As Matt says in his latest piece, “productivity, at its core, is borne out of the desire to achieve more with our lives.” I agree that this is where the desire comes from, but productivity at its best only occurs when the effort we put in pays dividends, when the difference in output is compared to how we used to work and is greater. It happens when we are actually being productive vs. when we’re just “doing productivity” (as Mike Vardy is so fond of saying). In other words, there’s a big difference between doing something faster and finding the way you do your best work. I can’t help but think that this distinction is the difference between the type of productivity that Matt dislikes and the kind that I love. I think his valid frustration over the excess of tiny hacks and shiny new tools has made it difficult for him and others to see the potential that the better parts hold for those of us who are struggling. I’m not sure his need is great enough to experience the impact that finding the right workflow can have on ones ability to actually get things done. And boy, do I envy him for that.

Let me know what you think. Let me know if you’ve seen a difference in your own experiences or if you often feel as if you’re spinning your wheels. And while I know it costs you a few dollars, I can’t recommend the latest issue of Read & Trust highly enough, it has an array of perspective on productivity from David Sparks, Brett Kelly, Brett Terpstra, David Chartier and of course, Matt Alexander.

This post includes affiliate links, because I’m shameless and because I think you’ll like the thing I’m linking to…

14 Responses to Clarifying Productivity

  1. I liked this entire piece, but this line was the first one to stop me in my tracks and say “hmmm”: “It’s about understanding the structure your work needs to take in order for it to actually get done.” Just so you know, a “hmmm” is a very good thing.

  2. Very good post. There is this constant battle between doing things faster and doing the right things. Many of the tips and hack cater to the former one. It’s easier and more fun to find new ways of doing things quicker etc.

    I think sticking to the right things is the hardest part and one that takes the most time to develop. There are no easy and quick solutions. You need to know what is important to you and then leverage any tools, workflows and techniques to achieve that. In the end it’s never a straight line and you end up bouncing between tool and focus and hopefully get the things done along the way.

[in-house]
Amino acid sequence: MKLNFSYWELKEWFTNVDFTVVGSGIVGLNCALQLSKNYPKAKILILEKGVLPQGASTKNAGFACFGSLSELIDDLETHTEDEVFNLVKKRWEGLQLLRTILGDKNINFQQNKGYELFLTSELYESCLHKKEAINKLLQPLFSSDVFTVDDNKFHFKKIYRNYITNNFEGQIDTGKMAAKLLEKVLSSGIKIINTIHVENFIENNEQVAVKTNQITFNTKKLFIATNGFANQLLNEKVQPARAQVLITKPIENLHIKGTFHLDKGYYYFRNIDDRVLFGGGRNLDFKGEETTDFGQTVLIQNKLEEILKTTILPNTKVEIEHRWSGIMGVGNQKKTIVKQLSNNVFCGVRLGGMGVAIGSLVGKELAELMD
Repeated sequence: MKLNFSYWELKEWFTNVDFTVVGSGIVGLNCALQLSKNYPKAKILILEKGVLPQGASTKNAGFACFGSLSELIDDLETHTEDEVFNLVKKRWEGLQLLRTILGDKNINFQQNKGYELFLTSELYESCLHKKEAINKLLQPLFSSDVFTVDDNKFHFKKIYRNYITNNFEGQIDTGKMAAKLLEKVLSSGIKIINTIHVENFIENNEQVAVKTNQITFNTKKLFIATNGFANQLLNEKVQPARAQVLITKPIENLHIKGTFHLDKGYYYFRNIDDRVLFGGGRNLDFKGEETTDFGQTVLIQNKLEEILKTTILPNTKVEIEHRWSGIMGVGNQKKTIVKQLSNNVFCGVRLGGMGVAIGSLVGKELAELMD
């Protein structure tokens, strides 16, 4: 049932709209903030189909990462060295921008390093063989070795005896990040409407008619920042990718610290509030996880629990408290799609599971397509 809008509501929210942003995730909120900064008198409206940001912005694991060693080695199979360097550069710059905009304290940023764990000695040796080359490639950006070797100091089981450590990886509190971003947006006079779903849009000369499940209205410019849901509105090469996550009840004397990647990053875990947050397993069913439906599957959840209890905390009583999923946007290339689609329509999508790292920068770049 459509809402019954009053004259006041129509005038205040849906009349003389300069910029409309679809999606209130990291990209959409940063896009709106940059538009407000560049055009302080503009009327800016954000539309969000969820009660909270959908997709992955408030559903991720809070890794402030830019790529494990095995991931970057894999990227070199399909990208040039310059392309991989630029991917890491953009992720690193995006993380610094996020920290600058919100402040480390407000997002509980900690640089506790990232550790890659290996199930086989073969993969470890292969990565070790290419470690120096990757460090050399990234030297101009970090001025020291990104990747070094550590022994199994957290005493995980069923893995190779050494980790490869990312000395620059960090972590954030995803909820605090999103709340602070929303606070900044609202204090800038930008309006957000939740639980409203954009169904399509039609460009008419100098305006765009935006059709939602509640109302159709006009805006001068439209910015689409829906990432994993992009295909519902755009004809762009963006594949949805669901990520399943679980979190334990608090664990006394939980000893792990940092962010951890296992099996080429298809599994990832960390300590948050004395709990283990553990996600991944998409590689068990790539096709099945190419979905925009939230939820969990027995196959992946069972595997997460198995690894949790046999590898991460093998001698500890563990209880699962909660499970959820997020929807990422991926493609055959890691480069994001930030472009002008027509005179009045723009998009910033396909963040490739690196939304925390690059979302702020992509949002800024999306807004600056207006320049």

3. […] may be… but it works for me. Since embracing these tools and figuring out how they fit into one cohesive workflow, I’ve managed to get more done. A lot more. While you may need less, or possibly more, to […]

  4. […] well, they can have a very real impact on your ability to get things done, but only when they are incorporated into a sound workflow. Life hacks have their place, but only when used to enhance the way you work. We often think of the […]

  5. Hi Mike,

    Just reading your post now. Your point is excellently written, and I really appreciate your posting of the conversation.

    Our tools are there to support us. While we do need to be able to rely upon ourselves for choice, we learn and use the tools around us to help actualize those choices.

    I cannot speak for Matt, but I wonder if his concern is for those times when our tools can steer or even remove our choice in ways that are less than obvious. Such occasions do exist, likely many more times than we are aware. This does not, however, remove the power of tools when used well and carefully.

    To make an analogy outside of productivity, I can make music just by whistling, but I’m not about to give up my piano. To say I haven’t fiddled with the piano and even made downright terrible sounds would be completely wrong. But, the scenario highlights the error of blaming tools. To me, those occasions of noise are all opportunities and paths consistent to learning the tool of the piano to help make music that would otherwise not be possible.

    It may take time but all learning takes time.

    • Kourosh
    • Matt and I plan to have a beer at Macworld to talk/fight this one out. While I’ll need to hear more from him, I think he tends to conflate those who talk about tools that help us do meaningful work vs. those that only focus on clever sounding life hacks that don’t help much of anyone do much of anything. I also think he’s someone who organization tends to come naturally to, making information like this far less valuable/useful.